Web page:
We reached the Bo Sewana, the three-way junction at Mandaram Nuwara and went into Gamini Super Center, former Saman Hotel looking to get somewhere to spend the night. Unfortunately Gamini was out and while waiting for him to come Nava had gone and told one of his friends about our situation. I told you we were lucky from the start of the journey and it stayed that way as this person, Kiri Mahaththaya, offered not just a room, but a complete house for us.
It’s their first house (Maha Gedara) but after the tragic death of his younger brother his mother was now living with him in his own house leaving the house unoccupied. What a stroke of luck for us. We accepted the offer delightedly and went there immediately. This is located about 500m from the Bo Sewana and Nava took us all in the tuk-tuk. The place was good, but the roof leaked in a few places largely due to being ignored but it was no problem for us. All the furniture and kitchen stuff were there as well making it easy even to cook meals but we ordered rice and curry from a shop at the town which Nava later would bring.
After a wash in the ice cold water, we settled in for the night. Due to the rain, the cold was somewhat bearable. I got to use my newly acquired sleeping bag, even though we slept on a bed, and it made the night nice and comfortable. Kiri Mahaththaya informed us that the mountain in front of us is called Horagolla and it reminded us the famous Horagolla in Gampaha. The dinner was delicious, especially the Chaw-Chaw leaves’ Mallung. I’ve given all the helpful numbers for you to contact should you ever go to Mandaram Nuwara. Just make sure you respect their way of life and not do anything to change their friendly hospitality. Around 7.30pm, Hasi called out of the blue moon and inquired where I was.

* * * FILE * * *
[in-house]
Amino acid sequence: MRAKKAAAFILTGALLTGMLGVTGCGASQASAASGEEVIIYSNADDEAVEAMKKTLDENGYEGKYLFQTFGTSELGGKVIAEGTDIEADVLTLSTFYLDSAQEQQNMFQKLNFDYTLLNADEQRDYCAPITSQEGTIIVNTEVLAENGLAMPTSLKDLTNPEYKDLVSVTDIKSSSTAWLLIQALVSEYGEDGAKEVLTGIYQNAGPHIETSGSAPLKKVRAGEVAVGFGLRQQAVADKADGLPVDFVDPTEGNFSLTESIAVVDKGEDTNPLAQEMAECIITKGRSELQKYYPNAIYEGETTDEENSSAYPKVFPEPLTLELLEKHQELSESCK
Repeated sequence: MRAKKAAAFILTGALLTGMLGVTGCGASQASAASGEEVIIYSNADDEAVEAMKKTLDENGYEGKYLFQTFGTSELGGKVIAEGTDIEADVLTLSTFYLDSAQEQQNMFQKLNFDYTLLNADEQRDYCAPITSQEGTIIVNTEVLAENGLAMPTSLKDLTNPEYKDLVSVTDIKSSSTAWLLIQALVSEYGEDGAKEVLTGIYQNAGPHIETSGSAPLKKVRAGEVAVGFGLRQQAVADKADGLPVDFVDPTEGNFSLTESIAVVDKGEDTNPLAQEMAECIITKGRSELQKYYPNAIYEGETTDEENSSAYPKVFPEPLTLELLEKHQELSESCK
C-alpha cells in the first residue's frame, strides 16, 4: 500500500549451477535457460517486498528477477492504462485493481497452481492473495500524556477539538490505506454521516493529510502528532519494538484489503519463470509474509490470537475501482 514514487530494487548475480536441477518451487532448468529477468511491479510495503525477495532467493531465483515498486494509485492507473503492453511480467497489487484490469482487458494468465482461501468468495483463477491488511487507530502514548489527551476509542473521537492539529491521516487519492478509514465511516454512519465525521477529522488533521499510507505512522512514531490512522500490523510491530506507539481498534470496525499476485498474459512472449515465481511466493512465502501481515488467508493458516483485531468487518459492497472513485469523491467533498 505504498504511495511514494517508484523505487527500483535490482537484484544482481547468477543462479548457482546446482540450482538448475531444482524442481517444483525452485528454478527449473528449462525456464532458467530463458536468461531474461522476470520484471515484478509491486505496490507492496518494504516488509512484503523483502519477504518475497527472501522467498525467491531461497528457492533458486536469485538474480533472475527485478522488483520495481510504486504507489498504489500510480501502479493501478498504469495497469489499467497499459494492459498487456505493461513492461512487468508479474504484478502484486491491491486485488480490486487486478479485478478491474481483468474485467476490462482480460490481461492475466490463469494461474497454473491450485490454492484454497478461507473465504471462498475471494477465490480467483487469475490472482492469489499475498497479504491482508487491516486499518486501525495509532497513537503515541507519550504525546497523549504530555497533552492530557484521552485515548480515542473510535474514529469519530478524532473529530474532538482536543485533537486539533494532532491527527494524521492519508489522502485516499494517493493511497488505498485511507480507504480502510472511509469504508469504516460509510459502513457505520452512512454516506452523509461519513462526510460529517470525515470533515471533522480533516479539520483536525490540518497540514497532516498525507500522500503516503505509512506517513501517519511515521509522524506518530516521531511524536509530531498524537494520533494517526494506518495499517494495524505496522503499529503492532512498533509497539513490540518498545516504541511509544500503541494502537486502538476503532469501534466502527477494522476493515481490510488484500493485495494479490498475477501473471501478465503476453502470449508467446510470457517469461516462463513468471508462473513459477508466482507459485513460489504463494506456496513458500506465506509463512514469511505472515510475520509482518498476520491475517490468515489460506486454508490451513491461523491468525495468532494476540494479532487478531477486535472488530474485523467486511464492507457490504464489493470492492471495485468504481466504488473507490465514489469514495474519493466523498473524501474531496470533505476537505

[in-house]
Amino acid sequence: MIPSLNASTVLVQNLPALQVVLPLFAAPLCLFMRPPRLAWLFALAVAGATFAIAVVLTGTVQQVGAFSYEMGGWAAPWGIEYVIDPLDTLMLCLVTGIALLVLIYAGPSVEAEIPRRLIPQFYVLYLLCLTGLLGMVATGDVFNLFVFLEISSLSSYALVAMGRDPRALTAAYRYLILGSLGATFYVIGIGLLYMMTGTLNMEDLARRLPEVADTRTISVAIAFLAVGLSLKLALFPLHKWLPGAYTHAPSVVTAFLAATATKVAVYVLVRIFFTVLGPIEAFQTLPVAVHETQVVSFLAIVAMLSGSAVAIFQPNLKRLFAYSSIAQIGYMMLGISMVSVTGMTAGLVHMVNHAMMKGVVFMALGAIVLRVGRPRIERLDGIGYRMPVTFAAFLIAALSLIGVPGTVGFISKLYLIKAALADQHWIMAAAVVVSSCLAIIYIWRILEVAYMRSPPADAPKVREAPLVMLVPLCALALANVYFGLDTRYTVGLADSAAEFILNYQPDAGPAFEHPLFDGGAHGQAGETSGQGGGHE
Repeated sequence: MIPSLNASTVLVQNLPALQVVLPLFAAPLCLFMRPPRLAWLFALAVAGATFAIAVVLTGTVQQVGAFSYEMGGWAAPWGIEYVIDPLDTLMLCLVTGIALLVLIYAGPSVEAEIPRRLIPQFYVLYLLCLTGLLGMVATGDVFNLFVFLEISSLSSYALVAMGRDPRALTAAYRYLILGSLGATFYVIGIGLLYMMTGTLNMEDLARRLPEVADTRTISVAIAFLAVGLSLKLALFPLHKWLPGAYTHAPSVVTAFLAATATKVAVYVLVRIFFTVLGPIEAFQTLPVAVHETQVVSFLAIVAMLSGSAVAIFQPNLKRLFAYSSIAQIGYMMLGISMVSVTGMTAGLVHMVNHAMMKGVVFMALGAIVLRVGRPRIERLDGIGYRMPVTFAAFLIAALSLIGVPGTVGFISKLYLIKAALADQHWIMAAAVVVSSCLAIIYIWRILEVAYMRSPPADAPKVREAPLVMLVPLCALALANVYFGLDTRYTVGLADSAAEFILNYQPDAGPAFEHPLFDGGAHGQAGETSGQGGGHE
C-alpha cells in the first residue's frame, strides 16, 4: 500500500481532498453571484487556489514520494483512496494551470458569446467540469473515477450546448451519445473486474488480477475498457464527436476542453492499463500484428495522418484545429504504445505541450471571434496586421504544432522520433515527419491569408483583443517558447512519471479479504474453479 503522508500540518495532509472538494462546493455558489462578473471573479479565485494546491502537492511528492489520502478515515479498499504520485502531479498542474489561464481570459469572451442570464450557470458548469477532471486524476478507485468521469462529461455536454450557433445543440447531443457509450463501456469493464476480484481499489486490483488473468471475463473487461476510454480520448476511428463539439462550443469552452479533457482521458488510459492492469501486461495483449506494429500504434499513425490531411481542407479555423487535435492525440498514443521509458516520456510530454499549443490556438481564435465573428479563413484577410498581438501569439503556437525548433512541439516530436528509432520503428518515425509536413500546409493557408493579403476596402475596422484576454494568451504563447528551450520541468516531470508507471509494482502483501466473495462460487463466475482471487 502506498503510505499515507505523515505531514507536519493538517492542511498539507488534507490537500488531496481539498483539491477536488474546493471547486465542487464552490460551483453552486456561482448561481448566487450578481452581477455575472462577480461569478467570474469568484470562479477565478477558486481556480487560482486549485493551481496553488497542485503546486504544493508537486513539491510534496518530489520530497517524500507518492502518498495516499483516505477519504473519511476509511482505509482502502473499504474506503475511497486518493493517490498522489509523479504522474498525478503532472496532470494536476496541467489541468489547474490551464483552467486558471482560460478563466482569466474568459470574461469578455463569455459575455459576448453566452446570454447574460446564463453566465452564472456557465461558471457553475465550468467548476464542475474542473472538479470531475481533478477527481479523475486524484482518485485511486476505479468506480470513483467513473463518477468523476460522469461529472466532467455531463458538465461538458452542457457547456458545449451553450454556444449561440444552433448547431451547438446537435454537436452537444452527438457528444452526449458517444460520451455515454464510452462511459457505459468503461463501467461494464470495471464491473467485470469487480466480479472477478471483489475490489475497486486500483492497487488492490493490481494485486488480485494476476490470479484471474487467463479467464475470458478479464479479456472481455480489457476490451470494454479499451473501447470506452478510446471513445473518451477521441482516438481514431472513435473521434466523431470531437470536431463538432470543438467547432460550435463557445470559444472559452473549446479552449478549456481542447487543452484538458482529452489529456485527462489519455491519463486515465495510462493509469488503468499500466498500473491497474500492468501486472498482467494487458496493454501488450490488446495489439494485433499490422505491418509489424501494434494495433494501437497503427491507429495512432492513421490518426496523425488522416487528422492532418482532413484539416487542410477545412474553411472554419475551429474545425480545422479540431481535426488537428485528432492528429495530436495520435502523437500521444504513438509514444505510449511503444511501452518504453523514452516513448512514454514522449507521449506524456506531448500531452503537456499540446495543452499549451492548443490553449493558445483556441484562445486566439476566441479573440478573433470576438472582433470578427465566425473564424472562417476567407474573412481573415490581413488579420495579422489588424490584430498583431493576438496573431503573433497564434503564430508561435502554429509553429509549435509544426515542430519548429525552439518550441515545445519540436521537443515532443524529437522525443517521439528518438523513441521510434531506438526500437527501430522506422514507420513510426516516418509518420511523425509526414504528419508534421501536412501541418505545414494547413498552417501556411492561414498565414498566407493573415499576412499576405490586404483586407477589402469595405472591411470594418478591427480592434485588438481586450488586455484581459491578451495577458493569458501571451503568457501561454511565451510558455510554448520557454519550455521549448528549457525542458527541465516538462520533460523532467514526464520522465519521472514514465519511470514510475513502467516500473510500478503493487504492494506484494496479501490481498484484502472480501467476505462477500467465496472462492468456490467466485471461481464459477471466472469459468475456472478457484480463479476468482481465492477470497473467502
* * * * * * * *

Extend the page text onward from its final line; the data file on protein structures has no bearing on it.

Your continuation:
When I told him where I was, he was surprised and informed me that the Victoria is over flowing with all nine sluices open. Oh my gosh, this I couldn’t miss. Then to burn me with sorrow and jealousy, he said that my beloved St. Claire was also in full flow as the wretched Upper Kotmale Dam has opened its tightly shut jaws. Oh dear, why am I always being deprived of seeing her in full flow. I thanked him for giving me the good news and decided to go see Victoria as it was on our way back the following day if possible. Whether I could do it or not, if I did, how it looked will be from the next fairy tale.
Well, this is not the end of the journey folks, but I’ve decided to leave you speculating as to what awaited us the following day. All I can say is, it was more exciting and compelling.
Hope you guys enjoyed my narration of this dream journey and will enjoy the next episode as well.
Until then, stay safe but keep traveling and don’t wait for the perfect time to do your dream journey.
I hope the contacts at Mandaram Nuwara will be useful to you all.